Is there someone you like? Are you afraid to open your heart to him or her? Have there been times when you closed your heart to love because you were afraid of what would happen if you opened yourself up to it?
You aren’t alone. I have quite a few friends who are single, not because they are inadequate (in fact they are high achievers, great lookers in their own right, with great personalities to boot), but because they are closed off to love. They repeatedly dismiss opportunities to meet new people and expand their social circles. Whenever there is a guy or girl they take a fancy to, they choose not to act on their desires, instead finding one billion and one excuses why this person is not “the one” for them.
How to avoid this:
I believe it’s better to regret doing something than to regret doing nothing. In fact, I rarely ever hear of people who regret acting on their desires, even if the outcome may not be what they were looking for. On the contrary, I always hear about people who regret not doing something and who are now plagued with the question of “What if?”
If you are afraid of expressing your feelings, ask yourself, “What is there to lose?” or “What’s the worst that could happen?” I believe in wearing your heart on your sleeve and being true to yourself, rather than hiding your feelings. At worst, the person will reject you and you will realize that your feelings had been misdirected all along.
But wait, is that really a worst-case scenario? Because now you will know the truth and be able to move on, rather than lingering around a one-sided romance. On the other hand, if the person reveals similar feelings, you will then be on the way to building a budding romance. Either way you will be grateful that you acted on your feelings rather than hiding behind a facade out of a mental fear of being rejected.
Regret #4: I wish I had stayed in touch with my friends.
Friendships are often put on the back burner relative to other things, such as one’s career, romantic relationships, financial goals, and personal agendas.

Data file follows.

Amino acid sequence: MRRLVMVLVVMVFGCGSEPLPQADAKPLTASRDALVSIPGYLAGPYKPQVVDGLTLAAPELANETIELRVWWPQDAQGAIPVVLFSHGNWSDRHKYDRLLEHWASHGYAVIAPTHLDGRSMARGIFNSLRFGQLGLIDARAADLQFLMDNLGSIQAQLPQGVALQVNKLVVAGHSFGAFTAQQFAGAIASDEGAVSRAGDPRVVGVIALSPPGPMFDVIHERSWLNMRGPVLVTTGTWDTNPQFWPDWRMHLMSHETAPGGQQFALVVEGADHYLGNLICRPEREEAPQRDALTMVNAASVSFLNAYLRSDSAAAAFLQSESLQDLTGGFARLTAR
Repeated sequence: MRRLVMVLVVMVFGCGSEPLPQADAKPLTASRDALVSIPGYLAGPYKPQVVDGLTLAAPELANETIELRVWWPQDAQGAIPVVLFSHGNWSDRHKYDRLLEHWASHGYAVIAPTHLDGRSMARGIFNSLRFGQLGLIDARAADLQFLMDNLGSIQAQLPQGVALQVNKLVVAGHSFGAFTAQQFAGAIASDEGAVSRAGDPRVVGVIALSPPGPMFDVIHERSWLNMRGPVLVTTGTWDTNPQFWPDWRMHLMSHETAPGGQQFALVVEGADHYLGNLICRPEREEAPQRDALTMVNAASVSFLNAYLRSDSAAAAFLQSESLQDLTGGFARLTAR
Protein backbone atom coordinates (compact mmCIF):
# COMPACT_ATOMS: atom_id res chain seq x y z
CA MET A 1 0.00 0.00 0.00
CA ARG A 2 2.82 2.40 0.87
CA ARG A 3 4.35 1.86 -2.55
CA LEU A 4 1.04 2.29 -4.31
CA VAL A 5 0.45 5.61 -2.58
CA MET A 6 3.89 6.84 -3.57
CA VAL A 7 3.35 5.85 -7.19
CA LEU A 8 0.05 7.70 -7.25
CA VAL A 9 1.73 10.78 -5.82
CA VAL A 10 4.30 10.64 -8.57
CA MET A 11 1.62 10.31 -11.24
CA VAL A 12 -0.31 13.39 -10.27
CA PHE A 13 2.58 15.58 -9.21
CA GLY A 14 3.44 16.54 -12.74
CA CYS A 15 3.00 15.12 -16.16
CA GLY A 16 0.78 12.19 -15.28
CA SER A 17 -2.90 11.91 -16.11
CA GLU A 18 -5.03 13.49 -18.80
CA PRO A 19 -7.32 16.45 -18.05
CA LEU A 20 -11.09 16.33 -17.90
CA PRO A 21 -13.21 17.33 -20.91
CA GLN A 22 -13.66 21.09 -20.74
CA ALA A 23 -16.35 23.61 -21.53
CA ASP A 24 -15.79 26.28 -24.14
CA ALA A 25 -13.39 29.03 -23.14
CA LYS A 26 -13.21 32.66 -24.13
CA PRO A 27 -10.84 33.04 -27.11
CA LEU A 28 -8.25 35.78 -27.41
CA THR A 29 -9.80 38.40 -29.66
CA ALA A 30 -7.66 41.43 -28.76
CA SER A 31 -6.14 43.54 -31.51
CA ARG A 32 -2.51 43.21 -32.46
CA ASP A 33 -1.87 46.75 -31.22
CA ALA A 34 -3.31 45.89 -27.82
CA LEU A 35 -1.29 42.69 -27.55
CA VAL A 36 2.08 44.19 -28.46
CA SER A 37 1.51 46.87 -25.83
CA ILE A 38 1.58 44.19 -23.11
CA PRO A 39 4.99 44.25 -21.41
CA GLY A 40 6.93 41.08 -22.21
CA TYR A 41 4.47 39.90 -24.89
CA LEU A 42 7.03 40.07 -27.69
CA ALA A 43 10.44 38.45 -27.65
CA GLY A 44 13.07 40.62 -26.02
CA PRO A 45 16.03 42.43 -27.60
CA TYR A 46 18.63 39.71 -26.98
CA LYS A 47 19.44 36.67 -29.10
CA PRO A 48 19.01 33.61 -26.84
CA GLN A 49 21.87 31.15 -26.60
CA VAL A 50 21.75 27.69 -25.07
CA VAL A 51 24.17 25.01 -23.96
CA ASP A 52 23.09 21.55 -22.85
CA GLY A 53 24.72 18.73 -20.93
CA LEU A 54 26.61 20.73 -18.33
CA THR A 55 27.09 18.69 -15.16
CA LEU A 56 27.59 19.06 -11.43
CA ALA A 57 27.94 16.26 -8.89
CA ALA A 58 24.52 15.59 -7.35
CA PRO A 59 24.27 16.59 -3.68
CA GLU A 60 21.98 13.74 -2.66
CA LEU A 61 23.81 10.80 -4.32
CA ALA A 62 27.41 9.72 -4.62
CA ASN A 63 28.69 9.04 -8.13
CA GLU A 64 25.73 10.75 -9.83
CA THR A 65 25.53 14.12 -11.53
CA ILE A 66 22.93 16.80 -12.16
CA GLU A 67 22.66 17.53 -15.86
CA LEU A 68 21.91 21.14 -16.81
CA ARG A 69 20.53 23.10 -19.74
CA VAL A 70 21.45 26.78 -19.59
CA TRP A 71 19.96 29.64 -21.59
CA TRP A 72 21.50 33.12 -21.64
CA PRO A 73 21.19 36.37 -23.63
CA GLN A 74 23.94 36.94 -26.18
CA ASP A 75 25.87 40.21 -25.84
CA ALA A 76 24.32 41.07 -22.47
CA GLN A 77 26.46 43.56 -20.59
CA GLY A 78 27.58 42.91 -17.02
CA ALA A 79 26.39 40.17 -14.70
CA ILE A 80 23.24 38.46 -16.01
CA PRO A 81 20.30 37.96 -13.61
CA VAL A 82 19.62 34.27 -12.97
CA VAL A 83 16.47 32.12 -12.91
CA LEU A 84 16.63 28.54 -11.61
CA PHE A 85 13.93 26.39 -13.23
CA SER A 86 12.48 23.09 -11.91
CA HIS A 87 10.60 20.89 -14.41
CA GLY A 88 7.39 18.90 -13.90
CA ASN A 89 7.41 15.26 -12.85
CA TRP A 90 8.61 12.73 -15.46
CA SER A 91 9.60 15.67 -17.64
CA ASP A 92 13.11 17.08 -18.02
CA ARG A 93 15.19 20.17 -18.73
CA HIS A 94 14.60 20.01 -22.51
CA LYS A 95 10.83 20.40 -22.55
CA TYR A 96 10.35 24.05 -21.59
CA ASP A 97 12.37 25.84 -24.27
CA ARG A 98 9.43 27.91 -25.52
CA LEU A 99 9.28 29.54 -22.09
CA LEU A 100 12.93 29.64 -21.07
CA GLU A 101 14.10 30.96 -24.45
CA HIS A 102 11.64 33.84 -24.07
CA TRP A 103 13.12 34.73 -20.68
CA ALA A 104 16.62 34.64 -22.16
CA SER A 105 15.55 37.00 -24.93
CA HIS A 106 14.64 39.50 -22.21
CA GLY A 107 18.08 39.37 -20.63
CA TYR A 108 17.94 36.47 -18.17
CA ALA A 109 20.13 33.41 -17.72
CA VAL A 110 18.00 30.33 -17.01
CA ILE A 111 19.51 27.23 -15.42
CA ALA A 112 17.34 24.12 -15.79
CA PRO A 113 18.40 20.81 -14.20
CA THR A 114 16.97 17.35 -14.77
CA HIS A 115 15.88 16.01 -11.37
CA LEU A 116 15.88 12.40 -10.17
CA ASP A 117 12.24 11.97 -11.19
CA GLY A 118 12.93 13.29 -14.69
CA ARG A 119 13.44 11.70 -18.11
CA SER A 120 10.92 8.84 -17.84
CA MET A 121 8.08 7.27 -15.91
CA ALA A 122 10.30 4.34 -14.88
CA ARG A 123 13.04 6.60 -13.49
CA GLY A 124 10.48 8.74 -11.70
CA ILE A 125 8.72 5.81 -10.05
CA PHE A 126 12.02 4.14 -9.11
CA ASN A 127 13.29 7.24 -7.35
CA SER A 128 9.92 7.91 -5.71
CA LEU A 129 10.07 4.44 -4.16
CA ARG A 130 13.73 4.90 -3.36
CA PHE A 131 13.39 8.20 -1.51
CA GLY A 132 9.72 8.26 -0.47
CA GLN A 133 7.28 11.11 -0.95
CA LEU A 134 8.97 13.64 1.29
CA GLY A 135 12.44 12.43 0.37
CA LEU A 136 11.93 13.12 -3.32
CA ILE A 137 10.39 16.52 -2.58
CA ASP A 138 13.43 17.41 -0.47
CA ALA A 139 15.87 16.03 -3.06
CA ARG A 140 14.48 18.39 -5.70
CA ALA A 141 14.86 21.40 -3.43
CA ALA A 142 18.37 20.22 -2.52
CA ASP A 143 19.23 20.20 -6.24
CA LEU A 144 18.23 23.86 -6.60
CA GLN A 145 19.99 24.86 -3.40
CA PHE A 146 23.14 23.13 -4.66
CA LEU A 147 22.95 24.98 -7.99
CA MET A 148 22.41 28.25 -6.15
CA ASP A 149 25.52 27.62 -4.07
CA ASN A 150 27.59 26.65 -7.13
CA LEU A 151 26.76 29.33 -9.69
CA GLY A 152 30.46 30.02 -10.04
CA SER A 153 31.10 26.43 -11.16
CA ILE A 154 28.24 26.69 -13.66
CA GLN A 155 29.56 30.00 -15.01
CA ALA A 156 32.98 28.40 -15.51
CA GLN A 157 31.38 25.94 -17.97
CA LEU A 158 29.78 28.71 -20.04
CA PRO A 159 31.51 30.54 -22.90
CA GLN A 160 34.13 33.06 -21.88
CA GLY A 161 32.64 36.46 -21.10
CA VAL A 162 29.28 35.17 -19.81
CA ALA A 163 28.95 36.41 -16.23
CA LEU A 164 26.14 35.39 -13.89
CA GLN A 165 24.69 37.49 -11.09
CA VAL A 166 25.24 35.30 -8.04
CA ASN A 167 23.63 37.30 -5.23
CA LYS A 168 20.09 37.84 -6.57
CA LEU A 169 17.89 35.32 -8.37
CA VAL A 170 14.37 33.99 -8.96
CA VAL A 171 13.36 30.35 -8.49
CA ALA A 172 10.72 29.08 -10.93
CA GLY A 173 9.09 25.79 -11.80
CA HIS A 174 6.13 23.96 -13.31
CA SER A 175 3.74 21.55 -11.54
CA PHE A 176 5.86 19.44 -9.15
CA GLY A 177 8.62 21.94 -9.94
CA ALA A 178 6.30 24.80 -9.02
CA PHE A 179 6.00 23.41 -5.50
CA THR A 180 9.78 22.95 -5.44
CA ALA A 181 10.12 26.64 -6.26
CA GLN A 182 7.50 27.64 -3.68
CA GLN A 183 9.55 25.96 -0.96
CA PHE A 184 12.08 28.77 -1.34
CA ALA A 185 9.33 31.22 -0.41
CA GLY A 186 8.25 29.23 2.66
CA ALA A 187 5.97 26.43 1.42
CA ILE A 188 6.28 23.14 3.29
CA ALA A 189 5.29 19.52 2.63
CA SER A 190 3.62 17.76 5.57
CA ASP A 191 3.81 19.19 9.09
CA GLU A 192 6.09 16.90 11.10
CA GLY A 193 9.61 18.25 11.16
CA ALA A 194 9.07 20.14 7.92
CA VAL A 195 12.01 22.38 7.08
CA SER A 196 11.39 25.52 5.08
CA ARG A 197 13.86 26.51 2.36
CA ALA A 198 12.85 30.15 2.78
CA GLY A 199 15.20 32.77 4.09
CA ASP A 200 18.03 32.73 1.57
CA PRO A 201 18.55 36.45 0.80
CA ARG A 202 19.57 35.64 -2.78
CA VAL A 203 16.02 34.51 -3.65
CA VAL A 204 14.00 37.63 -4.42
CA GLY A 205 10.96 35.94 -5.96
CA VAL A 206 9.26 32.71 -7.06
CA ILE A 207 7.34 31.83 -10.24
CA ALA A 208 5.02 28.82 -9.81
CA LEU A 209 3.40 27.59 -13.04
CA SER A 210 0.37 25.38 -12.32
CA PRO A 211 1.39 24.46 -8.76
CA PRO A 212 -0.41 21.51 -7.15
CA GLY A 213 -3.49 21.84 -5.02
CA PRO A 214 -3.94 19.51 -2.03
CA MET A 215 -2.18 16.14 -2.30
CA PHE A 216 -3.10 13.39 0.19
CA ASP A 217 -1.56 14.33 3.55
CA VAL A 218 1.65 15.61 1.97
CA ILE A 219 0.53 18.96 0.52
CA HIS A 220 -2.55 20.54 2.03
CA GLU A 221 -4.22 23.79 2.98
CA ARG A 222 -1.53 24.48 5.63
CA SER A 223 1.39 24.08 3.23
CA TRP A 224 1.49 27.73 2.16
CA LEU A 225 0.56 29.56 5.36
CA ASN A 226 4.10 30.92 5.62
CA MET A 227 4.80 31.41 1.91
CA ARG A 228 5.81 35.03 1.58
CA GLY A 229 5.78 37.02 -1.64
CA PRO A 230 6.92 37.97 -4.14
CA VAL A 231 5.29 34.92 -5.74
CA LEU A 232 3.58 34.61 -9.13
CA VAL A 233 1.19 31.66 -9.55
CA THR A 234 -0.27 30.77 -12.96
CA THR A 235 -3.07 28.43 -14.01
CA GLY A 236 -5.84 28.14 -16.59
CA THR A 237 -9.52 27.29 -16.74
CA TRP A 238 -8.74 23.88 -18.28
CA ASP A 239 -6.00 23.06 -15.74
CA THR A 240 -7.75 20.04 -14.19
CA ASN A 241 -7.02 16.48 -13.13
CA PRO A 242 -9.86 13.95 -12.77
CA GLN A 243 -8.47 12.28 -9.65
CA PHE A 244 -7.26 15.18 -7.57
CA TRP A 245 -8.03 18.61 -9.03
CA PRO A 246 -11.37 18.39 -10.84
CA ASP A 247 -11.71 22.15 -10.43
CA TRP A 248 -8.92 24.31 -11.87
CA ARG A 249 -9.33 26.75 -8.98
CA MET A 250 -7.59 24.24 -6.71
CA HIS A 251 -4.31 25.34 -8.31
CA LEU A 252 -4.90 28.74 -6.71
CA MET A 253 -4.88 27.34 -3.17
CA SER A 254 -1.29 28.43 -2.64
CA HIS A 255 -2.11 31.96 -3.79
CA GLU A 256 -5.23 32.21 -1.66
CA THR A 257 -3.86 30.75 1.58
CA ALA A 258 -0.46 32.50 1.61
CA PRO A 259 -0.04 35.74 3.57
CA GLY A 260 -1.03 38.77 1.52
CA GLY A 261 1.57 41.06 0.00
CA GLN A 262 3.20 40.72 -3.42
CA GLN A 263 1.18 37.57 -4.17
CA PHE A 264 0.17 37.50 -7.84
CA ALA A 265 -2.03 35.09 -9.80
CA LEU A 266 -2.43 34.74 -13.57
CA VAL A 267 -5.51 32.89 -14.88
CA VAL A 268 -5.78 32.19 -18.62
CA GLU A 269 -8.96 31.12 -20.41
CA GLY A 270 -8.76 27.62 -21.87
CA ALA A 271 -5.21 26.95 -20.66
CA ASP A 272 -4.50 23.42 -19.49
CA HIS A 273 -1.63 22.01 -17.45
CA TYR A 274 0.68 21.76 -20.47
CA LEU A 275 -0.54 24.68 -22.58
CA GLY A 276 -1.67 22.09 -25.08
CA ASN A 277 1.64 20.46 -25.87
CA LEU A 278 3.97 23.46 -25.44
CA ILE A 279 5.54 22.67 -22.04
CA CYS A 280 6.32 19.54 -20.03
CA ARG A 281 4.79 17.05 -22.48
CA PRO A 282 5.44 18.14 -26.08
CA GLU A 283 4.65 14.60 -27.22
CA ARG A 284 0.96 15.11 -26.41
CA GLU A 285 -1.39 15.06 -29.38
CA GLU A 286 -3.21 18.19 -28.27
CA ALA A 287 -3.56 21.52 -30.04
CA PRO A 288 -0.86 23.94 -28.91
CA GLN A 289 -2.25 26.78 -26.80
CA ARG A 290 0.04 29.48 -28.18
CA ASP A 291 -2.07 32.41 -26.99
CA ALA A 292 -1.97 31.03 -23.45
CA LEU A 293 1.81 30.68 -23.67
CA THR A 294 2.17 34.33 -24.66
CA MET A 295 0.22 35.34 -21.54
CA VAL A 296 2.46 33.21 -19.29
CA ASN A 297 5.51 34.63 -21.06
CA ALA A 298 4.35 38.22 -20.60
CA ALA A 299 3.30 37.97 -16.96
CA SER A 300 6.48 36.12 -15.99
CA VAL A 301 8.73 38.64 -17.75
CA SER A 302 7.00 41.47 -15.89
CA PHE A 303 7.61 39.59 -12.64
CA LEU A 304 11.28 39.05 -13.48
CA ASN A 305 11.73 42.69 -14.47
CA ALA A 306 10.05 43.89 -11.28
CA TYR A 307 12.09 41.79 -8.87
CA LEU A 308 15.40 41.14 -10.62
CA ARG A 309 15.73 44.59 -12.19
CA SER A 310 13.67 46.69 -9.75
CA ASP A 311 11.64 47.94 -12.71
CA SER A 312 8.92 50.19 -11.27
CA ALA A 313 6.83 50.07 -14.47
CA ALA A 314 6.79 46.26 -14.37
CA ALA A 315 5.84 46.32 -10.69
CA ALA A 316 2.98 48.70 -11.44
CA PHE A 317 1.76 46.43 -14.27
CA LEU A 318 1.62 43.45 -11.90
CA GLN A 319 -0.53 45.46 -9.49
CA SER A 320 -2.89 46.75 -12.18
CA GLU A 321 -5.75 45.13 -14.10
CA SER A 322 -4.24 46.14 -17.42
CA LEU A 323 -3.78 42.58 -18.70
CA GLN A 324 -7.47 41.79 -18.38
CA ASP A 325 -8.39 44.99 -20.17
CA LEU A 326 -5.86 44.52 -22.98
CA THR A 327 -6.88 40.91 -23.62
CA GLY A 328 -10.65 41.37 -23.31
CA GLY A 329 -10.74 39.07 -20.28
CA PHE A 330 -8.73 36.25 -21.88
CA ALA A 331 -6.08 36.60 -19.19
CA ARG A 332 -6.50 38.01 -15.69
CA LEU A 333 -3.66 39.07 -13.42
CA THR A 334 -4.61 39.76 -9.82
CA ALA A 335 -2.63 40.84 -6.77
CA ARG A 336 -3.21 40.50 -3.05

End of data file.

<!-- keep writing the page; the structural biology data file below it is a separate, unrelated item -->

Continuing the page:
Why? Because we tend to think friendships will stay afloat even when we do not give them due attention. As such, many of us take our friends for granted, often pushing back social appointments in the name of work, cancelling on friends at the last minute, or simply not putting in the due effort to meet up with friends face to face.
How to avoid this:
Rather than wait for your friends to initiate a get together, why not take the first step? Many of my social appointments and gatherings are often self-initiated. My proactive behavior has encouraged my friends to reciprocate in terms of putting in more effort to build our friendships. I don’t think there’s a need to wait on other people to meet up; it takes two hands to clap and you can always be the one to gets things moving.
As you reach out to friends, there will be people who do not reciprocate your efforts. That’s okay. Don’t take it to heart; sometimes people have different priorities and there’s no need to force a connection if it’s not working out. Simply move on to the friends who are reciprocating your efforts. You will build more authentic and fruitful connections this way.
I wrote an in-depth, heartfelt guide on how to establish closer friendships, which you may find helpful: How To Have More Best Friends in Life
Regret #5: I wish that I had let myself be happier.
Are you deeply unhappy? Are you always complaining about little things that go wrong? Are you always harping on the things you don’t have or things you have missed out on, rather than appreciating the things you do have today and the things you have gained?
Too many people are deeply unhappy not because of their place in life, but because of their misperceptions about what it takes to be happy. If anything, many of these unhappy people are highly affluent and privileged; they have a comfortable place to live, a stable job, a regular disposable income, a healthy social network, and a family to return home to.
It’s as John Galbraith mentioned in The Affluent Society: “Despite the increasing wealth of the society, people are not happier – in fact, they have become unhappier.” Why? Their unhappiness isn’t due to a lack of material wealth, but because they have flawed perceptions of what it takes to be happy. They think happiness comes from material goods or financial wealth, when these things are simply means to live a better quality life, rather than vehicles of happiness itself.
How to avoid this:
Recognize that happiness is a choice. Many people relegate their happiness to external factors. They think they can only be happy if they achieve X, Y, and Z or if X, Y, and Z criteria is satisfied.
Of course, the problem is this criteria is entirely untrue. Happiness doesn’t happen when those things are achieved; happiness is something you can experience now in this moment if you allow it to happen. You CAN be happy now if you want to be. The question is: Do you?
Here’s a web-lecture on the ten timeless principles on how to be happy:
How do you feel about these five common regrets of the dying? What would you regret not fully doing, being or having in your life? Please leave a comment below and share your thoughts.
Author Bio: Celestine Chua writes at Personal Excellence on how to achieve excellence in life. If you like this article, check out: 101 Things To Do Before You Die and 8 Habits of Highly Productive People. Get her free e-book delivered to your inbox by signing-up for her free newsletter.
Photo by: Sheldon Wood